Why Play Is Important in Preschool Classrooms

“If you want your preschooler to be ready for the academic rigors ahead, forget about the curriculum. Instead, look for a classroom that lets children learn the way they do best…

“‘For kids under 5, play is the foundation for creativity, constructive problem solving, self-regulation, and learning as a whole,’ says Susan Linn, cofounder of the Campaign for a Commercial-Free Childhood and author of The Case for Make Believe. Play also helps preschoolers master the skills they’ll need for academic subjects later on. Storytime advances pre-reading skills like rhyming, wordplay, and the ability to follow a plot. A simple activity like playing with soap bubbles can stimulate science learning, while building with blocks establishes a foundation for understanding geometry. Repetitive play (such as putting a puzzle together, taking it apart, and then reassembling it) hones motor acuity, while unstructured group play boosts kids’ social skills…

“An early academic approach doesn’t seem to improve classroom performance. A study from the University of North Florida, in Jacksonville, found that fourth-graders who have attended play-based preschools outperform fellow students both academically and socially. And a study published in Early Childhood Research & Practice found clear links between pretend play and enhanced language ability. Your child’s future success in school doesn’t hinge on your enrolling him in a pre-K that teaches him to add and subtract or know the chemical formula for water. It’s more productive to find a program that lets him have fun as he learns.”

To read the entire article, go to parents.com.


What’s the rush?

Children learn when they are left alone to explore their environment at their own pace. Downey Preschool believes in child-led, play-based learning, and for a good reason. What’s the rush? Check out the entirety of this lovely blog post at http://happinessishereblog.com/.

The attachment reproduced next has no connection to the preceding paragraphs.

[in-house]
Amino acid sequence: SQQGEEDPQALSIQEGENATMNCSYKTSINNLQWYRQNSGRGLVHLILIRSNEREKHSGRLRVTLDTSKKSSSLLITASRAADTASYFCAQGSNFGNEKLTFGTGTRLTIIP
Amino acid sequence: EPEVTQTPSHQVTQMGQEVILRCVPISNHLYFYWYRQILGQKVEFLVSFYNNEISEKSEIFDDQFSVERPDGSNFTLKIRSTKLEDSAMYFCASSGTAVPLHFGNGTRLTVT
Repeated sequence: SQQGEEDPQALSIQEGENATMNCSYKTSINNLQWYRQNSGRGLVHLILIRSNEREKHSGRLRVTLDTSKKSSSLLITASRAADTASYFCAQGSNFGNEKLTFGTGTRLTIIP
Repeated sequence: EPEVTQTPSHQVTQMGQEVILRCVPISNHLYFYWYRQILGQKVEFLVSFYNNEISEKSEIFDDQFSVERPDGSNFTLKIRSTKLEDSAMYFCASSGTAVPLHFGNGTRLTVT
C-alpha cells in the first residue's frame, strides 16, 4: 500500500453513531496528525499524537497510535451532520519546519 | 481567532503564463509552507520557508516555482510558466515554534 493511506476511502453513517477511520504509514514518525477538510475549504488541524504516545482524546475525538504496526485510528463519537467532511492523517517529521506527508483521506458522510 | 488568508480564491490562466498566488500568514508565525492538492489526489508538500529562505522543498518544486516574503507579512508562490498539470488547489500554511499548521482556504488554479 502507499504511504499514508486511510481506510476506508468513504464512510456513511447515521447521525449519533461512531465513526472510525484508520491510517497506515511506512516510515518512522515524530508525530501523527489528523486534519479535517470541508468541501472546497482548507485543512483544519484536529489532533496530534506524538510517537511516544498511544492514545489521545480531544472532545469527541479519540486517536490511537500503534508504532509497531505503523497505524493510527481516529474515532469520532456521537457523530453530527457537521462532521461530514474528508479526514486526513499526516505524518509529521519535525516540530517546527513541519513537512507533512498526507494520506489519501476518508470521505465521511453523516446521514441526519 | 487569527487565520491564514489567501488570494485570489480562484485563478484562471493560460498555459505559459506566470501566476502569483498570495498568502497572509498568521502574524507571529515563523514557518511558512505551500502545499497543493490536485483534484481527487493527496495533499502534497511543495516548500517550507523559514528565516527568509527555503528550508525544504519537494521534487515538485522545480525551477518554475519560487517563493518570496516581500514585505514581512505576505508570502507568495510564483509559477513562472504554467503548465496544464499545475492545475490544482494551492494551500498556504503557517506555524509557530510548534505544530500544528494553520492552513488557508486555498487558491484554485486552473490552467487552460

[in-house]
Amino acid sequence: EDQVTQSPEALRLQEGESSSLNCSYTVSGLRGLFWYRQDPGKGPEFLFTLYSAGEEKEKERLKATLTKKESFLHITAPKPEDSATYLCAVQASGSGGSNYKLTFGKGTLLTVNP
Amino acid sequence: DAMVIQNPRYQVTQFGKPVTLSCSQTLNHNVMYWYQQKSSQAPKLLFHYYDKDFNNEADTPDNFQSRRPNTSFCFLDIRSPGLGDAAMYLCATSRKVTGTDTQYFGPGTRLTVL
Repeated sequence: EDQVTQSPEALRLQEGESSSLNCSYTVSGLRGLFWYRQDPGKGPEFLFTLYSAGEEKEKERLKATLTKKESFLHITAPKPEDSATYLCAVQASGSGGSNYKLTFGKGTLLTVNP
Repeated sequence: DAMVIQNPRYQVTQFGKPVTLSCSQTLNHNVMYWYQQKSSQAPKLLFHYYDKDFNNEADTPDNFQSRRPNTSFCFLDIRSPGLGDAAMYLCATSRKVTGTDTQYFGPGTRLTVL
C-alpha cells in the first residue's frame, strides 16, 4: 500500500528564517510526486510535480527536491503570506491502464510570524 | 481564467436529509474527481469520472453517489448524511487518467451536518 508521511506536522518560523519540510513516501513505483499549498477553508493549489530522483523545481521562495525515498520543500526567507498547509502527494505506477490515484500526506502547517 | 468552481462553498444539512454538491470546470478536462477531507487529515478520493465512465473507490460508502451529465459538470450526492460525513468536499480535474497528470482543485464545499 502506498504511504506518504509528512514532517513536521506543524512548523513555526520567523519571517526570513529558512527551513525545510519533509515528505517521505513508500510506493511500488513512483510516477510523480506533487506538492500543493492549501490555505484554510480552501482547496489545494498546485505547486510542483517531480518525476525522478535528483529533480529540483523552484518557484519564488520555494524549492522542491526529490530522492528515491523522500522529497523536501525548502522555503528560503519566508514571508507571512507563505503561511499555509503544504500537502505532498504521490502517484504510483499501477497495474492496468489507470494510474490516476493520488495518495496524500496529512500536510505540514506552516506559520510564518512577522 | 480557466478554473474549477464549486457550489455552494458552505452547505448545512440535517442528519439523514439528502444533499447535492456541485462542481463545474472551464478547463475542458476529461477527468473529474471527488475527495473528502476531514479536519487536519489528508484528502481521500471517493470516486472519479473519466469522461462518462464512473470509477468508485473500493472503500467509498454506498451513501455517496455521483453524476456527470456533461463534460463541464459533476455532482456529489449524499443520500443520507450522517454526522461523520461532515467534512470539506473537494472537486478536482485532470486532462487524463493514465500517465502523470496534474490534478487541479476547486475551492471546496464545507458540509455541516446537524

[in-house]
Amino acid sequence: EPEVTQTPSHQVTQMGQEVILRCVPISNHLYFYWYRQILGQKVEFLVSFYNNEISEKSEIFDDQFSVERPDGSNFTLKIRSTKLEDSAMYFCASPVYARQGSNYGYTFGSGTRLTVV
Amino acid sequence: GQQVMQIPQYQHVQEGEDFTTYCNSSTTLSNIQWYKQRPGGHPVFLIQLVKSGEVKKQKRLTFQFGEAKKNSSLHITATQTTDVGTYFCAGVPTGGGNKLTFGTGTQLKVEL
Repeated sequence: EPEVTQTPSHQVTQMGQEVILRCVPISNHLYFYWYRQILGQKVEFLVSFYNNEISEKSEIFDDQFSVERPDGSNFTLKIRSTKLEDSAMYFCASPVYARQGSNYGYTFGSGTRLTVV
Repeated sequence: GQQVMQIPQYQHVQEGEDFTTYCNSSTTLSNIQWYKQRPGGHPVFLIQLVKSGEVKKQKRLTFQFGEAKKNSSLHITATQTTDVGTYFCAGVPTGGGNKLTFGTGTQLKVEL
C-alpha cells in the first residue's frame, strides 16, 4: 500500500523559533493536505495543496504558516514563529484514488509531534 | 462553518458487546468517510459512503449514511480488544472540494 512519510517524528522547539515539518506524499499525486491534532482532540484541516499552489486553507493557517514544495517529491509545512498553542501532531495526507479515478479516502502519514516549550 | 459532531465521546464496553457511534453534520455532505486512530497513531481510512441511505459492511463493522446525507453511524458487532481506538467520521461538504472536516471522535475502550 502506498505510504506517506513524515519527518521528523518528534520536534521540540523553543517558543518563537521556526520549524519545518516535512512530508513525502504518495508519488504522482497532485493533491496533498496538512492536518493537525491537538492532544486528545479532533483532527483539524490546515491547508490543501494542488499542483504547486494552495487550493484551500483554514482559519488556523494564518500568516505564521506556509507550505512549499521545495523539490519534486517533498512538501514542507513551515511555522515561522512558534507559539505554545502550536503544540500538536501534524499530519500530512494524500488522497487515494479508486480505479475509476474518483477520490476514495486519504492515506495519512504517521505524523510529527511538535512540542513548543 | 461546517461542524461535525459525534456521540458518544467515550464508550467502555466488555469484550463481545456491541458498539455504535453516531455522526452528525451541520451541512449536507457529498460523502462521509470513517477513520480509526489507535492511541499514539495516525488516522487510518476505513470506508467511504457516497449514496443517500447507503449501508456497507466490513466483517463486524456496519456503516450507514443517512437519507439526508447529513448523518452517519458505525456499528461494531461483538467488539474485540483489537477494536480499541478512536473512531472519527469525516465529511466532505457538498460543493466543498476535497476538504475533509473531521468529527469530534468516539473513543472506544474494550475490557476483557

I won’t say ‘hurry up’, when you’ve stopped to smell the flowers.

I won’t rush you when you’re admiring the shape of the clouds.

I’ll let you lead me away to show me that interesting bug.

You’ll join in with what I’m doing, and we’ll go at your pace.

I’ll delight in the world, just like you do.

You’re learning, and I’m learning too.

This is important. This here is what life is really about. Thank you for showing me that.

from “Childhood: Why the Rush”

Some advantages of play-based preschool

“Researchers have found that children who attend preschools that emphasize direct instruction experience more stress at school. At ages five and six, children from academic-type preschools knew more letters and numbers than their peers who attended nonacademic preschools, but by first grade those advantages had disappeared. Researchers have also found that children from academically oriented preschools are less creative and less enthusiastic about learning than their peers who attended nonacademic preschools. And here’s the clincher: Kids who attend academic preschools may also, in the long run, do more poorly in school, and those kinds of schools may be handicapping boys in a way we could not have anticipated.”

from “The Trouble with Boys: A Surprising Report Card on Our Sons, Their Problems at School, and What Parents and Educators Must Do” by Peg Tyre

Play-based versus academic school settings

This is a good jumping-off point for discussion of an important topic.

“The Case for the New Kindergarten: Challenging and Playful” by Daphna Bassok, Amy Claessens, and Mimi Engel

“Academic instruction in early-childhood classrooms is often framed as inherently at odds with “child-centered,” “developmentally appropriate,” or “play-based” practices. This presumed dichotomy—that preschool and kindergarten must either be geared toward play and socioemotional development or focused on rigorous academic instruction—is false.”